Daily, snackable writings to spur changes in thinking.
Building a blueprint for a better brain by tinkering with the code.
A Chess app from Tinkered Thinking featuring a variant of chess that bridges all skill levels!
The Tinkered Mind
A meditation app is forthcoming. Stay Tuned.
A Lucilius Parable: Glitch Report
A Lucilius Parable: Death of Description
A Lucilius Parable: Change of Scenery
A Lucilius Parable: Waiting for Now
A Lucilius Parable: Missing Out
A Lucilius Parable: Little Domino
A Metaphor of Psychological Experience
A Lucilius Parable: Soaring Dreams
A Lucilius Parable: The End of Contentment
A Lucilius Parable: A Day's Work - Part II
July 4th, 2019
Coders talk about debugging code. Finding the one spot where things go awry, where the whole system stops or trips or redirects in a strange way.
What about debugging the mind. Surely we all have a few bad ideas running around wreaking havoc from time to time. Like bugs in code, bad ideas or narratives can keep us stuck in a bad system of thought and behavior, creating a vicious cycle and burrowing who we are deeper and deeper into a problem.
However, just as code can be debugged, the mind, and the ideas that run on our gooey hardware can also be debugged. These bugs might look like bad habits. And no matter how nonsensical, there is always a story that we are telling ourselves when such a bad habit rears it’s counter-productive head. Sometimes, the mere act of saying this story out loud, by simply speaking the thoughts as they occur around a bad habit can be enough to totally disrupt a habit. We become mindful and reflective in a way that exposes our thinking as opposed to letting it slide in the silence created by a private mind.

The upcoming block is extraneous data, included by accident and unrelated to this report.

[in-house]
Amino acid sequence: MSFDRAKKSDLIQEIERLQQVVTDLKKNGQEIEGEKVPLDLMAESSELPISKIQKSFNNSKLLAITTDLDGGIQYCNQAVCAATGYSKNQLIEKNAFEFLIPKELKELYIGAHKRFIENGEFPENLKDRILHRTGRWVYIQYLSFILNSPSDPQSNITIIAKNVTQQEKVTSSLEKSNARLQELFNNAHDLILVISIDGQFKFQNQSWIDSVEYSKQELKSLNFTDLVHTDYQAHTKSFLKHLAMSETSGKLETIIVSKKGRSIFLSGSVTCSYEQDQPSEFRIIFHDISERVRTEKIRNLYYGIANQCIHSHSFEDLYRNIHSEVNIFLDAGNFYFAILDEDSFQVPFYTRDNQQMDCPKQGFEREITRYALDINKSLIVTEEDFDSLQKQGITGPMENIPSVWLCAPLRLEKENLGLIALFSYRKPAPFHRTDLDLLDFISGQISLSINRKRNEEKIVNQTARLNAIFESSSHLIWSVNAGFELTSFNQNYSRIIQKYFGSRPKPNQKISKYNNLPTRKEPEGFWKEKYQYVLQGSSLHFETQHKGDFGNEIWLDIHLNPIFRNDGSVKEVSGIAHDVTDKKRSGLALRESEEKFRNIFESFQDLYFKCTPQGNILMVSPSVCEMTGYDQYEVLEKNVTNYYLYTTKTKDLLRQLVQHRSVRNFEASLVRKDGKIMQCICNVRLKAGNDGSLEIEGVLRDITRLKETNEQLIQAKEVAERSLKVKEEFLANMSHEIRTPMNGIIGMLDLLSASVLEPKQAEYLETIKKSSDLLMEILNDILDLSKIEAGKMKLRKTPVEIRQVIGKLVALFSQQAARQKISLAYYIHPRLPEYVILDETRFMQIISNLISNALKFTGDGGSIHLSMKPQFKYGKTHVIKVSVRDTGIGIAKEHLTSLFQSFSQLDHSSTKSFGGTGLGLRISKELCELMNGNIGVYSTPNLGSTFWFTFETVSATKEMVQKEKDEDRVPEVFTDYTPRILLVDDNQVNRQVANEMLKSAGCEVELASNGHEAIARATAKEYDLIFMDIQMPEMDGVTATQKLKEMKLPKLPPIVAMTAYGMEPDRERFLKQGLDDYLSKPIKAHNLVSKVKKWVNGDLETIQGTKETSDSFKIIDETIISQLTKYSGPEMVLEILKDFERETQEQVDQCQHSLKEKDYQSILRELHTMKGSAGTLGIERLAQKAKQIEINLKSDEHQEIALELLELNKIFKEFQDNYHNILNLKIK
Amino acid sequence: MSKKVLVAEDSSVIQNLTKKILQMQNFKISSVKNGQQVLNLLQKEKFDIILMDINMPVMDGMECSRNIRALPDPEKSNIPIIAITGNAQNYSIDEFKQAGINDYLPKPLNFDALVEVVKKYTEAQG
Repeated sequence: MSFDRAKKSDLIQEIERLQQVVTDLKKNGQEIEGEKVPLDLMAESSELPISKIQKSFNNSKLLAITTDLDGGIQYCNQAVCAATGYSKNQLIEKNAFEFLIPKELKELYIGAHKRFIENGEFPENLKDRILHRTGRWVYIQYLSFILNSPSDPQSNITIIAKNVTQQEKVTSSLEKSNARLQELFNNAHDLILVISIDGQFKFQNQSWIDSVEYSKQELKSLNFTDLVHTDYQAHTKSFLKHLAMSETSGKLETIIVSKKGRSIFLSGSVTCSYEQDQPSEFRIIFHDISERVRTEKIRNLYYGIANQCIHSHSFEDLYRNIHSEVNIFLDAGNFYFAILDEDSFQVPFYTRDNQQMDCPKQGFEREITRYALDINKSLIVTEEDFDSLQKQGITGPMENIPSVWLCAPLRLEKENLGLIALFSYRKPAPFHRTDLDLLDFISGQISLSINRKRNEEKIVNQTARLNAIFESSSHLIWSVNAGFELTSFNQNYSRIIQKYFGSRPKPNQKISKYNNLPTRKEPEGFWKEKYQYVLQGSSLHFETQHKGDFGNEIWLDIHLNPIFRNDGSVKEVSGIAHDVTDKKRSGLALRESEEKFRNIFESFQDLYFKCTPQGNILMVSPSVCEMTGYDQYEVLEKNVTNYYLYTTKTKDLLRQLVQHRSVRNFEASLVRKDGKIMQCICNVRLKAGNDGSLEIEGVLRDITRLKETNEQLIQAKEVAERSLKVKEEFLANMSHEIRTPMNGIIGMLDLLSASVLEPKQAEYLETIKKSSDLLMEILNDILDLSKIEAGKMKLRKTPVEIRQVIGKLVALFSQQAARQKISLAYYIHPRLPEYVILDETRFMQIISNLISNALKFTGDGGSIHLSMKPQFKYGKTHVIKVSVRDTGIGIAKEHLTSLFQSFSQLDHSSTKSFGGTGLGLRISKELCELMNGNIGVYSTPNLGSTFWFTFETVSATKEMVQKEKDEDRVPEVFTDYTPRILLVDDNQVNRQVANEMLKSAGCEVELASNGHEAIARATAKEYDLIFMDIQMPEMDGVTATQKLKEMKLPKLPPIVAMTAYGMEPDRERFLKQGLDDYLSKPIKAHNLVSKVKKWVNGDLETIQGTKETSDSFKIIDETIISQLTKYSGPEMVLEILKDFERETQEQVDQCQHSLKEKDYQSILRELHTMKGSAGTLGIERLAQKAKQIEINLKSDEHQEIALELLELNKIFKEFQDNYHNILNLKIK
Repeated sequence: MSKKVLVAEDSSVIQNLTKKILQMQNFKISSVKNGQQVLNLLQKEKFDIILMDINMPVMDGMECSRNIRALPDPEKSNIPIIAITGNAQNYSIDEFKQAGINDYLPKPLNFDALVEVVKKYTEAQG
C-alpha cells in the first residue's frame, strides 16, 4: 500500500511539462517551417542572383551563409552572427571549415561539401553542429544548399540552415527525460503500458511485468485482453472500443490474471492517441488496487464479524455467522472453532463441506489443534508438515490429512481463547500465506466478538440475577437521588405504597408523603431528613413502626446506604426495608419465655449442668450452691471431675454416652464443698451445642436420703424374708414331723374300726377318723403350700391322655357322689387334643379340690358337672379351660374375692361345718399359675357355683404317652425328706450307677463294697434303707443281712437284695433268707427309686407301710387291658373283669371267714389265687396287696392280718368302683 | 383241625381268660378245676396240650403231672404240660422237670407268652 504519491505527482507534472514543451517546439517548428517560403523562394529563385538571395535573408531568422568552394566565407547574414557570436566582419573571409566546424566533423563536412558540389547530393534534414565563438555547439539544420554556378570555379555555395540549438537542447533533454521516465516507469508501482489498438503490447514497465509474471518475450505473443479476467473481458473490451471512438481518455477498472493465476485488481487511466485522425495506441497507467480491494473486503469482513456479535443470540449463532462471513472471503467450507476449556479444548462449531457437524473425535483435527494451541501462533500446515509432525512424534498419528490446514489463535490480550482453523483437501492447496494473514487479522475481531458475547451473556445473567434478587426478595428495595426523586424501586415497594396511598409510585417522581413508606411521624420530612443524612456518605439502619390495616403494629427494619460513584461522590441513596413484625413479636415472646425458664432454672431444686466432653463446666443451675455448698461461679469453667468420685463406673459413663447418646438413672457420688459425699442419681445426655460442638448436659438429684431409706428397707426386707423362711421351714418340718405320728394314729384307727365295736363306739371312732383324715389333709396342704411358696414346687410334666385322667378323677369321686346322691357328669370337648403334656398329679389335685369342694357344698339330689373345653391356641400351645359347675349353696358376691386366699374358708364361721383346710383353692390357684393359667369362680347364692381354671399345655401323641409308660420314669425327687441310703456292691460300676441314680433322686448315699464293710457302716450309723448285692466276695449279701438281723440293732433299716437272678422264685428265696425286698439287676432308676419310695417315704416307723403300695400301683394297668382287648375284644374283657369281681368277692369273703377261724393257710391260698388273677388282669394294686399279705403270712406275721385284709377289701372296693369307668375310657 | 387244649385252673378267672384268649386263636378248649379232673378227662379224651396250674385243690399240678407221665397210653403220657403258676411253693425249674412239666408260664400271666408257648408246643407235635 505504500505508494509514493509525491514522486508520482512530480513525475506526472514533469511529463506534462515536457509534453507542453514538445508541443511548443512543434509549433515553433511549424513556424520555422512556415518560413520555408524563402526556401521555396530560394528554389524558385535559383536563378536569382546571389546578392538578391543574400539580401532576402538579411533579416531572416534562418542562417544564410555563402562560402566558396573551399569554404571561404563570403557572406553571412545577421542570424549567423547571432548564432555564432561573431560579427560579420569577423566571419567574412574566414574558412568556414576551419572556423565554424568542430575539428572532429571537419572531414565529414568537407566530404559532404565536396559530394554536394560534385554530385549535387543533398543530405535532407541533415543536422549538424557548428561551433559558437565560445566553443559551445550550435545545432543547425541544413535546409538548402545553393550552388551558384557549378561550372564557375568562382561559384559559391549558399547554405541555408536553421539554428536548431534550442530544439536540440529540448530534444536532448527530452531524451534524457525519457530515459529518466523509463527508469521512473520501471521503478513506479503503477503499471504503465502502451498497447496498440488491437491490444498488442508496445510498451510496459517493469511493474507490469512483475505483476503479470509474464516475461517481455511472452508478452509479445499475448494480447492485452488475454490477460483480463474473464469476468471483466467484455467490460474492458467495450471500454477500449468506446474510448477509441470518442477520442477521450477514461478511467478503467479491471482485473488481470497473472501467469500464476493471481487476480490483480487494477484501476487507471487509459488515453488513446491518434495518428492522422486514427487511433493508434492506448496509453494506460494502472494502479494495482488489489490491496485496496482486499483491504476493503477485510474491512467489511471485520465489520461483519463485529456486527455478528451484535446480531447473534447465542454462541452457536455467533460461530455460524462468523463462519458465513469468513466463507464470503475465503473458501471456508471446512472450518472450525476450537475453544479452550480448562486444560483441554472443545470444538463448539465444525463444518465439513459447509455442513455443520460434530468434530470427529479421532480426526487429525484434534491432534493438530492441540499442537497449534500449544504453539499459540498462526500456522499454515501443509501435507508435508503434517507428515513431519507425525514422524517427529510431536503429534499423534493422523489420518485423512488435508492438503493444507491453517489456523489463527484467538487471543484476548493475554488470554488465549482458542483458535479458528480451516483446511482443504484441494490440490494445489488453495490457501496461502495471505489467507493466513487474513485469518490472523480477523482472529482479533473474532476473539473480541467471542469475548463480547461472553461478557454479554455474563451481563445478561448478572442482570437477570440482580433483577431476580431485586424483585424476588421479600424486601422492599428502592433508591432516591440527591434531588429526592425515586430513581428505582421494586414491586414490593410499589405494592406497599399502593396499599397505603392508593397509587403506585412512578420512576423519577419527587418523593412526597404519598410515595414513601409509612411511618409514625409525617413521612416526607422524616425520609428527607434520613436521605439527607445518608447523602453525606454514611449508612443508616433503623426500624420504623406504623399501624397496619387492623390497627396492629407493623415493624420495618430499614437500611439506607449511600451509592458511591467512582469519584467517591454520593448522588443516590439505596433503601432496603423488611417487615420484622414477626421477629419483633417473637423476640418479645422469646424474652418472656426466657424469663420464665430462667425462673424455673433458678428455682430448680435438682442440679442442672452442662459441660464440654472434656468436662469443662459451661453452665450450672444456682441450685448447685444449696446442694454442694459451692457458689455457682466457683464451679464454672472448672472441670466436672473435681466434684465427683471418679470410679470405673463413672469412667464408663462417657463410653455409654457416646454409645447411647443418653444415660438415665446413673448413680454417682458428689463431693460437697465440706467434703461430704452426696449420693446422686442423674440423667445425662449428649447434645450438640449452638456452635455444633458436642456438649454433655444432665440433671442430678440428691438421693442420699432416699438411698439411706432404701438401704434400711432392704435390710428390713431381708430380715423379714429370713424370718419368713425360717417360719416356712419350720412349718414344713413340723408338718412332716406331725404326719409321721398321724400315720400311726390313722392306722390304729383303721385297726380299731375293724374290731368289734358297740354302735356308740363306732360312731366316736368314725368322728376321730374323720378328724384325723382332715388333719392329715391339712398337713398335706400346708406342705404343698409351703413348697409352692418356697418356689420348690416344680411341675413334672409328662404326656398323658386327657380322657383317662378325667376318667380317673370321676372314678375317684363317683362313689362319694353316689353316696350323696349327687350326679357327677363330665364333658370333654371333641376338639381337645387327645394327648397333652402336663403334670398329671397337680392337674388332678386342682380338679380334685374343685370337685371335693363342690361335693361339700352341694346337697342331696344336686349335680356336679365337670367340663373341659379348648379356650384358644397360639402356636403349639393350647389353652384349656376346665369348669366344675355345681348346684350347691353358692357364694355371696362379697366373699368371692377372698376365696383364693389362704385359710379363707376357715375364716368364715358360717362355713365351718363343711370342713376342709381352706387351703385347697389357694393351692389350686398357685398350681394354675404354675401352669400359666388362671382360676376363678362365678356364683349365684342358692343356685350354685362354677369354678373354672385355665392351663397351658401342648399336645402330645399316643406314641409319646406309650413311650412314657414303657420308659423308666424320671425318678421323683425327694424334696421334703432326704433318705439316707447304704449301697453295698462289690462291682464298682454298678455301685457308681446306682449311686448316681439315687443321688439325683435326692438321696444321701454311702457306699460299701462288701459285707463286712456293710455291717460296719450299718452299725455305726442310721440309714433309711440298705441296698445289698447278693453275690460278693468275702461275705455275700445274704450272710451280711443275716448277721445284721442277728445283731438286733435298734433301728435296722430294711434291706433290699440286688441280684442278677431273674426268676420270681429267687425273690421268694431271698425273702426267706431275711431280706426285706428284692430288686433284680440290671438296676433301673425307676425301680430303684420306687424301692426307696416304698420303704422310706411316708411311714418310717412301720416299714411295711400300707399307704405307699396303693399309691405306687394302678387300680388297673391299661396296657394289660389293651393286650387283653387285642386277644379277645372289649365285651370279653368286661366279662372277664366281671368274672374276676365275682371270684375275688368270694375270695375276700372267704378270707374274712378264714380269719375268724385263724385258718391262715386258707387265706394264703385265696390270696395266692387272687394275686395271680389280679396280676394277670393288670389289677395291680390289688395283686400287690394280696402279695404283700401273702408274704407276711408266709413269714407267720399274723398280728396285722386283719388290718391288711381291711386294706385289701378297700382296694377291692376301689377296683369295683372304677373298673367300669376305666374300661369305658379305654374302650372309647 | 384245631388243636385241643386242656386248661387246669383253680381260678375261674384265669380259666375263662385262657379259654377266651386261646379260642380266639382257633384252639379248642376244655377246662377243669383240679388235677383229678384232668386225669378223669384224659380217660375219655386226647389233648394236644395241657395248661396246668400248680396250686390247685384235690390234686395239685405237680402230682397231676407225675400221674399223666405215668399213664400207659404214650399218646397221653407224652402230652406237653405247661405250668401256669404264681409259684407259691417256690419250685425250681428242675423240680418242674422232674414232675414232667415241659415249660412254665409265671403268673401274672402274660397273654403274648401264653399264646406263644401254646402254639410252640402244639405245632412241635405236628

At the very least, saying such stories and thoughts out loud can spark a new perspective that breeds ideas about how to our own undermining behavior.
Getting rid of these bugs may in fact be more important than installing better ideas and habits. The urge and possibility of these better habits might already be there, lying dormant, remaining static from friction caused by brain bugs making everything go haywire.
What’s required first and foremost is the idea that we can change who we are. Without that idea, little is possible in the way of debugging our thoughts.
But, with a solid curiosity installed about who we could become, everything is up for grabs, and like a program that instantly starts performing as intended, the mind can begin to weed out it’s own bugs and start performing as intended.